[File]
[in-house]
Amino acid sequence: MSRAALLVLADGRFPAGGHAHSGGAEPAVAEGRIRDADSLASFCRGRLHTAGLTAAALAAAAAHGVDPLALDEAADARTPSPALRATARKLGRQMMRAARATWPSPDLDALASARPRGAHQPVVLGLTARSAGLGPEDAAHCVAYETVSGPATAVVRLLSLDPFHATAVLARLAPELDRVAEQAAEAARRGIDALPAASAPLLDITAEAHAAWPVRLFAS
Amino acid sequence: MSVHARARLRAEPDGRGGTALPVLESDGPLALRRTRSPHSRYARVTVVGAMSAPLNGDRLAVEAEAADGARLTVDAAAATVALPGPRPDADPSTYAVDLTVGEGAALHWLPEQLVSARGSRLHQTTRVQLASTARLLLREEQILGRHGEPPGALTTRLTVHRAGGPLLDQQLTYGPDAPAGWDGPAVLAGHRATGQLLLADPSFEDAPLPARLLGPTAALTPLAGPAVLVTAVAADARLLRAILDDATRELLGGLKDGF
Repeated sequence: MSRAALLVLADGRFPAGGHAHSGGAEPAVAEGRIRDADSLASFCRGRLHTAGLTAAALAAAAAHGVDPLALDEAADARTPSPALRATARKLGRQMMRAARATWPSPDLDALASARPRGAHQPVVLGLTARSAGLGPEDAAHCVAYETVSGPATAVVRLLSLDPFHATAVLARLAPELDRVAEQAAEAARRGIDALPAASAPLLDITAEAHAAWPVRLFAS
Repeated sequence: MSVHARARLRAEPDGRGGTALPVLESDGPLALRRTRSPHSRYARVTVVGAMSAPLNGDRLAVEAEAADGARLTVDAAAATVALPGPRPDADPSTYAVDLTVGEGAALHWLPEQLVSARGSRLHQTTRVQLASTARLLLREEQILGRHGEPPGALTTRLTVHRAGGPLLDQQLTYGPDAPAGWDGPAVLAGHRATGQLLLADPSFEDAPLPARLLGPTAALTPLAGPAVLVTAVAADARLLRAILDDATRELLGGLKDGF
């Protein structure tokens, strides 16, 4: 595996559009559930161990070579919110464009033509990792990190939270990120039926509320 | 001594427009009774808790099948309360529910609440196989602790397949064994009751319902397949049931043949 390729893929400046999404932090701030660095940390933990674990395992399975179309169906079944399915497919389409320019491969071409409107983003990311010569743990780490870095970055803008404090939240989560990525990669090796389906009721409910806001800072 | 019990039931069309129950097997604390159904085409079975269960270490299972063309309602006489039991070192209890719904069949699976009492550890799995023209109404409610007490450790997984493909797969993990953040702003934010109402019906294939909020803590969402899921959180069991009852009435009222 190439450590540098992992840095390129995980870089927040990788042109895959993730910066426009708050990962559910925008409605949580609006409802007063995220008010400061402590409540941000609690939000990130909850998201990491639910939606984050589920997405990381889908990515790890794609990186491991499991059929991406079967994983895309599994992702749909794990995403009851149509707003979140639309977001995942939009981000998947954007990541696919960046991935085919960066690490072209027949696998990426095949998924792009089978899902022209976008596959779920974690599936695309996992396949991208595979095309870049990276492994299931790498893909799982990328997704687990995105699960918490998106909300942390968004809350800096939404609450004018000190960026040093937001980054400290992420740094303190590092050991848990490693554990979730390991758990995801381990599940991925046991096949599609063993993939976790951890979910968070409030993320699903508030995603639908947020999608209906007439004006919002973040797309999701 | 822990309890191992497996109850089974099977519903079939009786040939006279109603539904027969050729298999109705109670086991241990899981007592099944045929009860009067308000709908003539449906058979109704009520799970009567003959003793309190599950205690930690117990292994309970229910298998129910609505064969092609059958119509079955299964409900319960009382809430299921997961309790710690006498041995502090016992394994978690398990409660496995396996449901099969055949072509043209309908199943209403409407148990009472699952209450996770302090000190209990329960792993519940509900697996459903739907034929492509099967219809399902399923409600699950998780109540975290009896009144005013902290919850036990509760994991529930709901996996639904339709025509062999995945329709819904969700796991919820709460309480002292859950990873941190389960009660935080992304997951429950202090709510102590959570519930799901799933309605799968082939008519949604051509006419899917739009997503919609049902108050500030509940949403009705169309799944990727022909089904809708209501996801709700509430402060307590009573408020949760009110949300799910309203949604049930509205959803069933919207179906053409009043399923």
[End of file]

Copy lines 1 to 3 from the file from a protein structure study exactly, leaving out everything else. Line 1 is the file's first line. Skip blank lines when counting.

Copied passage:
[in-house]
Amino acid sequence: MSRAALLVLADGRFPAGGHAHSGGAEPAVAEGRIRDADSLASFCRGRLHTAGLTAAALAAAAAHGVDPLALDEAADARTPSPALRATARKLGRQMMRAARATWPSPDLDALASARPRGAHQPVVLGLTARSAGLGPEDAAHCVAYETVSGPATAVVRLLSLDPFHATAVLARLAPELDRVAEQAAEAARRGIDALPAASAPLLDITAEAHAAWPVRLFAS
Amino acid sequence: MSVHARARLRAEPDGRGGTALPVLESDGPLALRRTRSPHSRYARVTVVGAMSAPLNGDRLAVEAEAADGARLTVDAAAATVALPGPRPDADPSTYAVDLTVGEGAALHWLPEQLVSARGSRLHQTTRVQLASTARLLLREEQILGRHGEPPGALTTRLTVHRAGGPLLDQQLTYGPDAPAGWDGPAVLAGHRATGQLLLADPSFEDAPLPARLLGPTAALTPLAGPAVLVTAVAADARLLRAILDDATRELLGGLKDGF